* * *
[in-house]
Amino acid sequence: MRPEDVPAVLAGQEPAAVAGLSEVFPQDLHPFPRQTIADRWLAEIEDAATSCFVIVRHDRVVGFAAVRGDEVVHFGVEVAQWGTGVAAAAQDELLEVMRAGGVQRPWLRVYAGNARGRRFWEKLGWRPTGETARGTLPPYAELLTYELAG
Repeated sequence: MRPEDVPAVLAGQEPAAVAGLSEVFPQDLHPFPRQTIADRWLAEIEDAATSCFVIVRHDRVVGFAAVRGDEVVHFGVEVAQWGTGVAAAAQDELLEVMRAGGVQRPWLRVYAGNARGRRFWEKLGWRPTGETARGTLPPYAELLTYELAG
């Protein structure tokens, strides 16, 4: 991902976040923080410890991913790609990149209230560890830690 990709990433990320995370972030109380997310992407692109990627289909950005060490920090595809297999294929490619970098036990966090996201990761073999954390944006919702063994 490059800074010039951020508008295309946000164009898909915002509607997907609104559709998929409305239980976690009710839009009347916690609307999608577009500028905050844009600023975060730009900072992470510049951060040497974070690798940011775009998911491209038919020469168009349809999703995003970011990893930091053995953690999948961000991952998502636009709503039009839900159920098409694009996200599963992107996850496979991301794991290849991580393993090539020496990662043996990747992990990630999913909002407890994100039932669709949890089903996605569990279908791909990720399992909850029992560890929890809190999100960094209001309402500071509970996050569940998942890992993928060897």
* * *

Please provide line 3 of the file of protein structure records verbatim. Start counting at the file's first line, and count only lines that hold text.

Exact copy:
Repeated sequence: MRPEDVPAVLAGQEPAAVAGLSEVFPQDLHPFPRQTIADRWLAEIEDAATSCFVIVRHDRVVGFAAVRGDEVVHFGVEVAQWGTGVAAAAQDELLEVMRAGGVQRPWLRVYAGNARGRRFWEKLGWRPTGETARGTLPPYAELLTYELAG